Philanthropists and foundations are 'unnecessarily risk-averse', says report

Neelam Makhijani, chief executive of the Resource Alliance, says philanthropists should identify initiatives that reflect the level of risk they are prepared to take

Neelam Makhijani
Neelam Makhijani

Philanthropists and foundations can often be unnecessarily risk-averse when making decisions about development funding, according to a report published today.

Risk and Philanthropy, commissioned by the Resource Alliance and the Rockefeller Foundation, is based on 27 detailed interviews with development philanthropists, philanthropic intermediaries, grant-makers from leading international foundations and sector academics.

One of the findings is that many philanthropists prefer "easy wins" that bring evidence of success quickly, rather than giving more difficult projects a better chance of long-term success.

"Philanthropy has the potential to assume risk and, after successful interventions have been identified, the resources of the state can then be mobilised to bring them to scale," the report says.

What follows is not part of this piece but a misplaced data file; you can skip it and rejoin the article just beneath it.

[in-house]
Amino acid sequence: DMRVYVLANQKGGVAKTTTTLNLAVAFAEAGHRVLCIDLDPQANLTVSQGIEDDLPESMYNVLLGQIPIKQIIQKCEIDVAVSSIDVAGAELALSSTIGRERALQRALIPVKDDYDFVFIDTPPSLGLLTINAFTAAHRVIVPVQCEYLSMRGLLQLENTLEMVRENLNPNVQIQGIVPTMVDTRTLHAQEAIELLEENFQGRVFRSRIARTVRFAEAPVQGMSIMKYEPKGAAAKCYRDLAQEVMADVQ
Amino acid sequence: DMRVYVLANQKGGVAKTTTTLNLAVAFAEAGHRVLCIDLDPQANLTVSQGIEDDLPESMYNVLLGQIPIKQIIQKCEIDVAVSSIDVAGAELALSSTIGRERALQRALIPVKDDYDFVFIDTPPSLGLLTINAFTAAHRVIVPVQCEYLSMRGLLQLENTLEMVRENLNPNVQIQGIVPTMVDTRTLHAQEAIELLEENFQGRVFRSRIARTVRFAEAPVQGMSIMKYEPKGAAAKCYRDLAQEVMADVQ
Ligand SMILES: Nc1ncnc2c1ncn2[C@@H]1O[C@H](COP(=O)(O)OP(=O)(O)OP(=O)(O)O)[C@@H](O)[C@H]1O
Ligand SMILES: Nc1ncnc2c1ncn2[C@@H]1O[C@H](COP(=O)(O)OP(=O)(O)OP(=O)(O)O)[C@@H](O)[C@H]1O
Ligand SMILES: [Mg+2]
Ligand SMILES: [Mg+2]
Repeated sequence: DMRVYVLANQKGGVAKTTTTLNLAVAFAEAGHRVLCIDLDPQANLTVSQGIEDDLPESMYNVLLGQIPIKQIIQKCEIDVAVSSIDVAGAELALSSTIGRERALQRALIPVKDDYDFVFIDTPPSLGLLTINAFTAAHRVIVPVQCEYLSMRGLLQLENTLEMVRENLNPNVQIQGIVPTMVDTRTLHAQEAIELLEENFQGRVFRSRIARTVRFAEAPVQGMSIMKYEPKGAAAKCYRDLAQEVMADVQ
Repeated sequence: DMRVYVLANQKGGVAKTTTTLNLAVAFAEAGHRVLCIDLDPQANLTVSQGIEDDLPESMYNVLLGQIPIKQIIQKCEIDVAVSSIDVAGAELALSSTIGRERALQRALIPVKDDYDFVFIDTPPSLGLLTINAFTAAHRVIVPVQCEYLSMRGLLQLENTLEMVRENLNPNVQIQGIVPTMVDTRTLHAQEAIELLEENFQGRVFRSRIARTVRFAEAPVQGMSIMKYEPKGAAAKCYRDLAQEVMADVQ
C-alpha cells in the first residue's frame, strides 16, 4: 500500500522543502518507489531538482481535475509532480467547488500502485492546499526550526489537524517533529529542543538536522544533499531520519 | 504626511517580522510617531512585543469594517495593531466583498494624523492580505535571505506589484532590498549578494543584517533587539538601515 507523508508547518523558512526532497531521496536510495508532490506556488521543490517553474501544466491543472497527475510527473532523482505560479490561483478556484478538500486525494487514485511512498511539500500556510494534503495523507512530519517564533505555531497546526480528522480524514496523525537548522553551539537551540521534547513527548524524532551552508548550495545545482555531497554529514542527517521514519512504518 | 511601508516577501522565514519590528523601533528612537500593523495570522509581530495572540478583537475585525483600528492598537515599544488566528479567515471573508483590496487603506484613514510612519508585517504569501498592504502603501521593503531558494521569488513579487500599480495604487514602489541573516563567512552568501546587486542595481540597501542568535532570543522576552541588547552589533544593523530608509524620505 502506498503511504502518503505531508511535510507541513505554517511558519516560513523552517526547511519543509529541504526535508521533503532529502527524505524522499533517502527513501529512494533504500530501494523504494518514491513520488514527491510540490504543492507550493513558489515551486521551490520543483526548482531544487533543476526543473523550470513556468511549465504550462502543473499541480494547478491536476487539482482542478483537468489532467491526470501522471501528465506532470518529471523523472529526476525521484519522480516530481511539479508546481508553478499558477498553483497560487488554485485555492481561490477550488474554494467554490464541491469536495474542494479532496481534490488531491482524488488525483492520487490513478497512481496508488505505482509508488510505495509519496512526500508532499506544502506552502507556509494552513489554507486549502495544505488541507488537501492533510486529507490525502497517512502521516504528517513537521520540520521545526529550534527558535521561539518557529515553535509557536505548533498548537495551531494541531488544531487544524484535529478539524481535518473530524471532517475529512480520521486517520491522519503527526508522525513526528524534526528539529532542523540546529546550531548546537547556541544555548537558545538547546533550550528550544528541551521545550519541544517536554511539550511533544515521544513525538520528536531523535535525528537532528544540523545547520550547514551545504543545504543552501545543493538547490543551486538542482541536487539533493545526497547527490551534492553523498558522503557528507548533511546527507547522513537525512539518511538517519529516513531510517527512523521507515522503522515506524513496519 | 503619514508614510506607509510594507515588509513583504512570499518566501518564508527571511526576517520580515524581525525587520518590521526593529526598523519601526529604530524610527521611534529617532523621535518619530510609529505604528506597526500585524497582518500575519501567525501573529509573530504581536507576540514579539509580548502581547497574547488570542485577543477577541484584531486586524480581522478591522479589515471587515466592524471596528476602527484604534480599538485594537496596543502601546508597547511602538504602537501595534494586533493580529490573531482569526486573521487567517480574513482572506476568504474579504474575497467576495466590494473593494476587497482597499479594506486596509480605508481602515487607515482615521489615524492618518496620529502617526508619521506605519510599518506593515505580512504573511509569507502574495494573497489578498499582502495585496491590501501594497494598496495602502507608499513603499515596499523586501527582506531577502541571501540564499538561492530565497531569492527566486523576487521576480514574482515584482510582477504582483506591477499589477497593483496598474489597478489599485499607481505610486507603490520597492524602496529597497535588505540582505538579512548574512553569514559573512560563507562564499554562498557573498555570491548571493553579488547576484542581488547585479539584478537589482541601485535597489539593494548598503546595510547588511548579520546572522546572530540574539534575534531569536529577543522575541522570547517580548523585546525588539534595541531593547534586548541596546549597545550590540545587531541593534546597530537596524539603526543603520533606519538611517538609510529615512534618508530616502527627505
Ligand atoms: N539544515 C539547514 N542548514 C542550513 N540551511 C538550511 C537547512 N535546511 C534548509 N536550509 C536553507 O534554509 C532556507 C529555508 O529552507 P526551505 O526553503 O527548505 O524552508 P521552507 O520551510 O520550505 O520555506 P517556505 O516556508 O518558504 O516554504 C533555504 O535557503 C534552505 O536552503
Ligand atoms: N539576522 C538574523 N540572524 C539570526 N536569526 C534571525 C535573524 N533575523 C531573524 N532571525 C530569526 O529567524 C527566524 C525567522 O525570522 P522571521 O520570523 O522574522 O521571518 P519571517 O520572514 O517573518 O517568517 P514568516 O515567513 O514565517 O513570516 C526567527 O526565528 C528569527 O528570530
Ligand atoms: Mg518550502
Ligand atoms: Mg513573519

"Unfortunately, there is evidence that philanthropists are not willing to take the risks they could with their philanthropy," it says.

It says that a Bank of America study of 2010 found that 26 per cent of philanthropists were not willing to take risks with their philanthropic assets, and 10 per cent were not willing to take risks with their personal assets.

"Virtually no high-value philanthropists want to take substantive risks with their philanthropic assets (a mere 3.8 per cent)," it says.

The report stems from a summit on the future of philanthropy at the US-based Rockefeller Foundation’s Bellagio Center last November. The summit concluded that philanthropy needed to become better at understanding the relationship between risk and opportunity.

The report asks why philanthropists and foundations are risk-averse and examines how successful philanthropists and grant-makers conceptualise, assess and manage risk.

Adrian Sargeant, professor of fundraising at Indiana University and Bristol Business School, who co-authored the report, says in the publication that people should have access to a body of knowledge that would help them to engage in an appropriate risk assessment and optimise risk management.

"The time may well have come for development philanthropy to be considered a profession, with its own curricula, professional association, credentials and support networks," he says.

Neelam Makhijani, chief executive of the Resource Alliance, which runs the International Fundraising Convention, said: "One of the key points that resonates with my experience would be to see philanthropists identify projects that have a better fit with the levels of risk they are comfortably used to taking.

"The supporter can then be encouraged to take rational small steps out of their comfort zone."

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